Frustrated Woodland residents held a demonstration on Saturday morning to highlight flooding woes in the area.
The exercise – the second in a week – was led by the South Oropouche Riverine Flood Action Group and supported by the Debe/Penal Regional Corporation.
The demonstration started around 9 am near the South Oropouche river, with residents holding placards with messages expressing their frustration.
The homes of residents along La Fortune Pluck Road also had white flags and banners showcasing their plight for the authorities to install proper drainage to mitigate the flooding.
Police were present and monitored the residents to ensure covid19 protocols and restrictions under the state of emergency were adhered to.
President of the group Edward Moodie told Sunday Newsday that every time rain fell, the area experienced severe flooding which affected lives and livelihoods.
He alleged that work undertaken by Heritage Petroleum Co Ltd has exacerbated the situation in recent months.
He said the work was to make way for a road and had approval from the Drainage Division.
Moodie said the group has expressed its concerns to Heritage on many occasions, but it has fallen on deaf ears.
He said they feared what will happen over the next three months of the rainy season and, with increased climate change, it was difficult to predict the extent of damage that could take place.
Moodie said, “They turned a riverbank which was 30 feet wide into four feet for the large volume of water that drains all of south Trinidad.
“Woodland would again be flooded out and the people would again have to live through this disrespect. We are calling on the Drainage Division to get their act together and rebuild this bank.”
Moodie called for an immediate completion of the construction of the floodgates, the installation of a water pump and the clearing of other water in the varea.
He added that businesses and commerce in the area was drastically affected, arable land was destroyed and poultry and cattle were lost due to the flooding and negligence of the authorities.
Debe/Penal Regional Corporation chairman Dr Allen Sammy said while the region fell under the Siparia Regional Corporation, he found it necessary to support the action of the Woodland residents because flooding should be taken seriously.
“We are standing in solidarity with the movement because we have been petitioning for some time to have the water courses cleaned in a comprehensive manner,” Sammy said.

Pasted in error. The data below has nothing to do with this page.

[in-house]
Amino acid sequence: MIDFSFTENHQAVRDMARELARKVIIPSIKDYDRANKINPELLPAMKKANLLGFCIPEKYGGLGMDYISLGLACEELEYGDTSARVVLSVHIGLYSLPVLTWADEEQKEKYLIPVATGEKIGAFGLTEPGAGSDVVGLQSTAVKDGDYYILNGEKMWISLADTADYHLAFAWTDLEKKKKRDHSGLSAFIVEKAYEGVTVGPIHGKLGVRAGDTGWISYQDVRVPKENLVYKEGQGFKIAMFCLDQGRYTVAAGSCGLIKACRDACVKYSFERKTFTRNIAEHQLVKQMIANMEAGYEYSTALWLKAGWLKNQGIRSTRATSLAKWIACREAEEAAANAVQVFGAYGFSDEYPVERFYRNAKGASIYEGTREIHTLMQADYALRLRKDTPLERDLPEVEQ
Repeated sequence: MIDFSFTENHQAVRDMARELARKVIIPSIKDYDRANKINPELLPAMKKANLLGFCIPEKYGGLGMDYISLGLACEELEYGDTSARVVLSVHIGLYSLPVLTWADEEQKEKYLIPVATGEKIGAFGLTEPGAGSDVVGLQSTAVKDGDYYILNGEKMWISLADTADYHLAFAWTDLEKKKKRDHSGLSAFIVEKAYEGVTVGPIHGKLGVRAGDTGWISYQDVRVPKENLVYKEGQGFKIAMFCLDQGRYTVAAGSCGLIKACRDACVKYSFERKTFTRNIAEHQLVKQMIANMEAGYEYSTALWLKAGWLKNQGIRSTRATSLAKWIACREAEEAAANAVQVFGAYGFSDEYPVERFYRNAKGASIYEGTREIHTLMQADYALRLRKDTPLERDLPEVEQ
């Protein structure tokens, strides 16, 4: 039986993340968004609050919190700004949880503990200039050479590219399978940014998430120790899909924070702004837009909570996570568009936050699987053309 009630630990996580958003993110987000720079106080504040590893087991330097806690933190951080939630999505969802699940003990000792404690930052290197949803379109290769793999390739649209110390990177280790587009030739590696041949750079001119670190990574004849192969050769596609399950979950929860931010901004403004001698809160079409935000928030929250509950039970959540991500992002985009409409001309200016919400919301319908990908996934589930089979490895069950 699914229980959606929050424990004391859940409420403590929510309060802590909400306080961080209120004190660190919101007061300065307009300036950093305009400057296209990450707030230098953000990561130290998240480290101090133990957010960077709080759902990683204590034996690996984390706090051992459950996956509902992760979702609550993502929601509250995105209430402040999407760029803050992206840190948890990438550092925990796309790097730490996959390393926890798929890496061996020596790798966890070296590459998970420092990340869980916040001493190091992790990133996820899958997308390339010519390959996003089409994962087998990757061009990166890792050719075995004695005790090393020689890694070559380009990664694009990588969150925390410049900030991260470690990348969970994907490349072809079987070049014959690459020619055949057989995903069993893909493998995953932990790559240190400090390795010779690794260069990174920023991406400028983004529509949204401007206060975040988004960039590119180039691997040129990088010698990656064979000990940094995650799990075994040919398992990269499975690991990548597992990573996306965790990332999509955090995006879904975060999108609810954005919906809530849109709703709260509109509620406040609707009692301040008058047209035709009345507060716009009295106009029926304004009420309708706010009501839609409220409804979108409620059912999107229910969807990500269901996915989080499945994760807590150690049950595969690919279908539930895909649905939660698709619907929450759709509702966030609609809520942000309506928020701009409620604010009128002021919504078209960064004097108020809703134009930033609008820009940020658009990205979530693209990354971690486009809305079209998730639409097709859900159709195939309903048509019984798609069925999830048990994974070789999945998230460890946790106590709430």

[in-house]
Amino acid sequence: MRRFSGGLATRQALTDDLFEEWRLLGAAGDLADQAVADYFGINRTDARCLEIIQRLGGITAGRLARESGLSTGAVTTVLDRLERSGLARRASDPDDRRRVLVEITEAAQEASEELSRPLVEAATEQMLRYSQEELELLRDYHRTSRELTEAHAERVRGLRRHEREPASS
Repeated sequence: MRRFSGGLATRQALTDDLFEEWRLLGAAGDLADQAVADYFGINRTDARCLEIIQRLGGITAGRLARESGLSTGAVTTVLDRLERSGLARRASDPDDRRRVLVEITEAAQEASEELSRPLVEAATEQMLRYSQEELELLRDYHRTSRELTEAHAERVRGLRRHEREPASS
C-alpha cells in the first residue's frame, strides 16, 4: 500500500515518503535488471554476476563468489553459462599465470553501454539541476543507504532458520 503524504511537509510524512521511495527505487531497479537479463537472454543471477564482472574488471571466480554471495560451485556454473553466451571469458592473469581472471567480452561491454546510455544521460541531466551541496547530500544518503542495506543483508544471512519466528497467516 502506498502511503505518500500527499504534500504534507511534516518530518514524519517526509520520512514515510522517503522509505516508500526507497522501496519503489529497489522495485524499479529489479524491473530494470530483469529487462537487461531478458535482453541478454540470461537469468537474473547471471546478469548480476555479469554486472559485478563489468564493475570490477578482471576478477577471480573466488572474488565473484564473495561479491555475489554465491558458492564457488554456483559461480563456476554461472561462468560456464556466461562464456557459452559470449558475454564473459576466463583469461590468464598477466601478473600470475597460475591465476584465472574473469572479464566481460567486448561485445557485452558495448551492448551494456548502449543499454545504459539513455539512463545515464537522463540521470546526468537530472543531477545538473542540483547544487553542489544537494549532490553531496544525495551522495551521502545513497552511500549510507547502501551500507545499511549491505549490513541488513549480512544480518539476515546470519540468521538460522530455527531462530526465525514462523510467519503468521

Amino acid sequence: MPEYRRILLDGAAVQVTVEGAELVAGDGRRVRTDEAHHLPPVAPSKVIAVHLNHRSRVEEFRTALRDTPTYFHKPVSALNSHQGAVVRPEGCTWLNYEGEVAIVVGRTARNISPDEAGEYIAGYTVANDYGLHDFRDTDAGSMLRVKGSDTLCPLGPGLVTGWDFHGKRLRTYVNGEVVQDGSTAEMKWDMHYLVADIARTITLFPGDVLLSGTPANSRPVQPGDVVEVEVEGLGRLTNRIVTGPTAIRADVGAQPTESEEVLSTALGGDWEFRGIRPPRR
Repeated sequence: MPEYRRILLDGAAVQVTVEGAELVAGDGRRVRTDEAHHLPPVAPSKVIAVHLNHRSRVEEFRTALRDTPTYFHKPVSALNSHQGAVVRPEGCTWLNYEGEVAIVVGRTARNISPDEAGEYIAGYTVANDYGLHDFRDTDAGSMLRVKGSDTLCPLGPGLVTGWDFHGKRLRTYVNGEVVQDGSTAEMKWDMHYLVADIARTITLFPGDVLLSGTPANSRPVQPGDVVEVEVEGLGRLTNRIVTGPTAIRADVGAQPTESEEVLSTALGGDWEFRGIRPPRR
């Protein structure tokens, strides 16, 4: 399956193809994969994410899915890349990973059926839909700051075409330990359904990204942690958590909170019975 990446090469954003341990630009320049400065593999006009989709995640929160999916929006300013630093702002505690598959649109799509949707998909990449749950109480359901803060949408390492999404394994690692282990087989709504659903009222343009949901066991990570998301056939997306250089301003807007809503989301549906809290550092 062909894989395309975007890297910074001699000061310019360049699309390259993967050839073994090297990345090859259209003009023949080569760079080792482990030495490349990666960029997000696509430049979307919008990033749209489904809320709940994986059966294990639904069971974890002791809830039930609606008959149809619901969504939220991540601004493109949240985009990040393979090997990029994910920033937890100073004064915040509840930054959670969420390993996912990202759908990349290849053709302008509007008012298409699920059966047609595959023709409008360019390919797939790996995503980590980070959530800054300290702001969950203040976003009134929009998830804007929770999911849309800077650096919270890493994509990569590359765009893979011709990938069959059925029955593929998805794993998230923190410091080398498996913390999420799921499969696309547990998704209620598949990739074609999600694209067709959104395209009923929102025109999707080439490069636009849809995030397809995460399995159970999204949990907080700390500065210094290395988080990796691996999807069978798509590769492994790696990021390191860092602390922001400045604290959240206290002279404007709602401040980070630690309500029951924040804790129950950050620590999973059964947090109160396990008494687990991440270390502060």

He added that the Prime Minister knows of the challenges residents in south Trinidad faced and was yet to action the required work to address flooding in the area.
Sammy said, “The Prime Minister actually came here a few years ago and saw a breach in the (river) bank which overflowed into the lagoon. Clearly, he saw the problem and yet, two or three years later it continues.
“The people suffer as a consequence. These people are severely traumatised and all we are doing is measuring losses in dollars and cents, but it's much more than that. The people continue live under continuous psychological stress. They cannot continue to live like that.”
He added that they have reached out to Minister of Works and Transport Rohan Sinanan but are yet to settle on a date for a meeting.
Christopher Moodie has been a resident of the area since the 1960s. He told Sunday Newsday that the river then was regularly dredged and the surroundings maintained.
Over the past three decades, however, Moodie said work on the river has been minimal and, in some instances, nonexistent, which has led to the build-up of silt and debris at the bottom of the river.
“The branches cover the river, making it impassable for the fishermen. They have to keep dodging branches and we are unable to clear it. It is dangerous for them.”
Resident Roland Binda, whose main source of income came from cattle farming, has been severely affected by the floods over the years. He said many others involved in farming and agriculture have had to move to high ground or find other means of earning a salary.
“People incurred heavy losses. The entire Oropouche lagoon had a thriving food basket. People moved from vegetable farming to dairy farming to beef farming to the point where nothing can grow and animals can’t get grass to eat,” Binda said.
The group has held similar demonstrations in south Trinidad. Sunday Newsday tried to contact Heritage but was unsuccessful.